COVID transforms all of us into readers

Have you read a good book lately?

Chances are, you have, or maybe you’ve read a not-so-good book lately. The point being, there’s been a lot more reading going on during this plodding pandemic we’re all caught up in.

Statistics show that more people’s noses are buried deep into books or smushed flatly onto eReader screens as we all seek a little escapism these days.

Sure, our couch-potato TV time has increased astronomically pretty much everywhere, but for newbie readers and book nerds alike, this lengthy lockdown has been an unexpected opportunity to wander into the wonderful world of word stories.

But it’s interesting how books fit into different people’s lives, isn’t it? I have one good friend who has never read a book in his life, and isn’t about to start now.

Another mutual friend of ours devours four or five books a week, every week. His idea of an excellent time is to take an empty cardboard box, travel to his favourite book stores (often in a different province) and fill that box with new books to read and relish.

And once the books are hoovered up, he keeps most of them on shelves, like trophies. His basement is full of bursting bookshelves.

I think my friend reads anything and everything, including the back of cereal boxes and the fine print on spray cans, but in these days of the pandemic, I’m betting that fluff fiction is the go-to genre for most people.

In fact, statistics show that mystery, romance, thriller and suspense literature is currently in high demand. Books on travel – not so much.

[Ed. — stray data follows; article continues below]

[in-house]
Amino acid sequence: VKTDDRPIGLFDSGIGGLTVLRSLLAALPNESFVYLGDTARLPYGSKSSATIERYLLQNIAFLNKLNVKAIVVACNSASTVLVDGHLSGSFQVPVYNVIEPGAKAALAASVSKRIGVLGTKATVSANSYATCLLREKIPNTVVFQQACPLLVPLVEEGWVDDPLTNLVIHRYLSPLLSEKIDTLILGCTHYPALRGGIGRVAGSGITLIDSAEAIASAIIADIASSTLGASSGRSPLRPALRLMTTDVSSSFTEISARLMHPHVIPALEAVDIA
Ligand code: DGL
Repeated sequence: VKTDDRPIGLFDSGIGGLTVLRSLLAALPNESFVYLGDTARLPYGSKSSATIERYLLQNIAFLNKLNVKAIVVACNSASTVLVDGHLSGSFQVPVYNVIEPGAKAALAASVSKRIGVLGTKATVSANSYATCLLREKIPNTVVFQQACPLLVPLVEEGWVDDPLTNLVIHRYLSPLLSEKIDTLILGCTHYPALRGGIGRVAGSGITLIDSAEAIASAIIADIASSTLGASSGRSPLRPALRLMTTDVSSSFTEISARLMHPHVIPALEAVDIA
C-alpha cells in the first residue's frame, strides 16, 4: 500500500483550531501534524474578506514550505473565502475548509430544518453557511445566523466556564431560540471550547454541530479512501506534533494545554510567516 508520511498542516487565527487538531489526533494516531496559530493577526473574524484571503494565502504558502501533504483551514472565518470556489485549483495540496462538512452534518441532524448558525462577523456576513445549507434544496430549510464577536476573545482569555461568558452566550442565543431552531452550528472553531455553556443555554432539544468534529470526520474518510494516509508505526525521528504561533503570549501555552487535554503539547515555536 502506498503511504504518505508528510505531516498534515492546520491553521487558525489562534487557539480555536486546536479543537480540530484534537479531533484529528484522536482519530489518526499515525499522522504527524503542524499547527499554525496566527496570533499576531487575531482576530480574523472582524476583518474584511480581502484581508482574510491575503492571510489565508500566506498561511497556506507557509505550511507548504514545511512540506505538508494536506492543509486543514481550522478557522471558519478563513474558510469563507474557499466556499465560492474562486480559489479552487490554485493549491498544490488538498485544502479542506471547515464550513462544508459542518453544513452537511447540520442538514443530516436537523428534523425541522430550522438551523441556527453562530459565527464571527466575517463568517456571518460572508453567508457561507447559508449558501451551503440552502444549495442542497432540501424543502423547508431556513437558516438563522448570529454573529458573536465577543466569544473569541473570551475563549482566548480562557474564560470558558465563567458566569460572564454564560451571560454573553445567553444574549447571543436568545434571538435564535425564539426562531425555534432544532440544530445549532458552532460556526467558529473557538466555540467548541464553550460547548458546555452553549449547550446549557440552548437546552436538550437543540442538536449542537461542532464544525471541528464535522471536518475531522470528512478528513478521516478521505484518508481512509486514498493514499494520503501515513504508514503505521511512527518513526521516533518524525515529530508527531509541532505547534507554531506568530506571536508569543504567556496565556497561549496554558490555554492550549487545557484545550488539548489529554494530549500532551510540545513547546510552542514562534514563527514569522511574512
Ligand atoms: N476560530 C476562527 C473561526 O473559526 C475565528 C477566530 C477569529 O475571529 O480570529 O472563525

But guess what other category is big these days? You guessed it: children’s books. Yes, when you’ve got munchkins stuck at home, and bored and driving you crazy, good old Harry Potter can come to the rescue.

And understandably, there’s another kind of book that is quite popular: self-help/family relationship books.

It’s no surprise that expert advice on how to cope seems to be finding its way into the midst of many strained family constellations during this claustrophobic lockdown.

And right up there on the list are, of course, cook books, as evidenced by the widespread phenomenon I like to call Pandemic Pound Packing.

I wouldn’t be surprised if the general cumulative weight of human poundage hasn’t put unprecedented pressure on the surface of the Earth during this time of increased snacks and decreased movement. Watch out for earthquakes.

Personally, when I’m not snacking, I like to dive into a deep detective novel or take a trip into another person’s life through a fascinating biography.

It’s always interesting to find out you’ve got the solution to the mystery completely wrong, and that famous person you’ve admired for so long is a bigger moron than you are.

I always have to read before I go to sleep. I’ve always been like that, and often, that bedtime ritual used to result in it somehow becoming 2 a.m. and, as they say, I still can’t put the book down.

This happened quite often when I was in college and the grandma of my girlfriend (the future Better Half) gave me a box full of Agatha Christie novels. I didn’t get much studying done. Or sleeping, for that matter.

In fact, I’m rereading some good old Agatha these days. But I’m lucky if I can make it through a chapter anymore. It’s not that the wonderful stories of the Queen of Crime have gotten old and tired; it’s just that it seems that the reader has.

Maybe I’ll go back to where I started for my nighttime reading. Comic books. They’re still 10 cents each, aren’t they?

Harley Hay is a Red Deer author and filmmaker.

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